Caroline McCreight is a senior art student also from Lyon College. Caroline identifies as nonbinary and so they state it was a ‘delight’ to see another nonbinary artist’s work displayed. She commented, “With a decent number of our own LGBT+ students, I’m delighted to see this representation on Lyon’s campus. There is certainly no lack of genderqueer artists, but too often there is a lack of support and representation for these creators.” He also appreciated the puzzle-like aspects of “Move-In Ready,” meaning as you look at the exhibit, it at first glance looks disjointed, but as you look at the Piles you realize the coherent structure that reveals itself. Carol also commented on how the exhibit fits into their classwork at Lyon over the past four years. They shared that their classes on color theory and printmaking, both taught by Professor Bork, gave them a special perspective for this exhibition. Carol commented on the clean line work of Morrissey’s pieces which even further highlights the concept of finding peace within the chaos. In regards to Morrissey’s virtual artist talk, Carol commented that “Digital art is often overlooked or frowned upon in traditional studio spaces, so it was good to see someone so open about their use of digital programs and tools.”
During Morrissey’s live virtual artist talk, the participants were able to take a deep dive into the stories behind their ‘Piles’ as Morrissey virtually walked the viewers through their exhibit. Morrissey explained to the group that the pile concept represents the “to and from” of a space and how one can find themself through other people’s design choices in custom home building. Morrissey found through their studies of home building that floor plans can act like a puzzle. Morrissey also gave the viewers an insight into their process of creating “Move-In Ready,” first they would take information in, primarily from Zillow and Realtor.com in the early days of the COVID-19 pandemic, and draw this information either online or physically and they would then pull the drawings into a software to then make those drawings into a print or painting. For “Move-In Ready,” Morrissey spent time trying to decide how they wanted the works to be displayed. Eventually, they landed on each of the pieces being the same size and in the same type of simple, white frame. This simplistic goal and the domestic feel of the space fit well into the Kresge Gallery with the primarily white walls, crown molding, and the fireplace. Crown molding and fireplaces are important design choices for Morrissey and their work.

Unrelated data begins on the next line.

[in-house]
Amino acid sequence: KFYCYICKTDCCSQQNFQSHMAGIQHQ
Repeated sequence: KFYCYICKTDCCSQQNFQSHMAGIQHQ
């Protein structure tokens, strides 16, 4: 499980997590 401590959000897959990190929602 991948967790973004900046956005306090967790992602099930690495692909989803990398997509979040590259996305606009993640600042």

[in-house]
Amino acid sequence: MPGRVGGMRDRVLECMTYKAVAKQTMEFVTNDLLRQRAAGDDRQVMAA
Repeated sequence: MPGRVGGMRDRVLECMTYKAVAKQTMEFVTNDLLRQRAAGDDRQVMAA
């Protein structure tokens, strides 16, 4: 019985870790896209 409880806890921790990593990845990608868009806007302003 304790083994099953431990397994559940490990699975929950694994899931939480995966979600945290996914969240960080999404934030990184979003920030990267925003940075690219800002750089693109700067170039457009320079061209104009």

The idea of the home became especially important at the beginning of the COVID-19 pandemic as the majority of people were now confined to their homes. Morrissey created many of their ‘early-pandemic’ works in their home as they worked through anxiety of the worldwide pandemic. Morrissey pulled many design concepts from websites like Zillow and Realtor.com during the start of the pandemic to relax and as a new way to do field research. Morrissey was also inspired to pick their color palette based on aspects of the world- especially, the paint counter, which they described as being like watching a reality show. The paint counter is a key player in many decisions that first-time or sixteenth-time home buyers, so it fits that Morrissey’s work around the idea of the dream home would take influence from the place of so many important color based decisions. Quarantine stir-craziness led Morrissey to experiment with a French, primarily printmaking process, but as a form of painting, called pochoir. With this new context, it was clear to the viewers of the exhibit after the talk just how complex and abstract the exhibit truly is. Viewers were able to appreciate the intricacies and stories that one can find in seemingly simple works. From installation to reception, it is clear that Sean Morrissey’s “Move-In Ready” truly is move-in ready.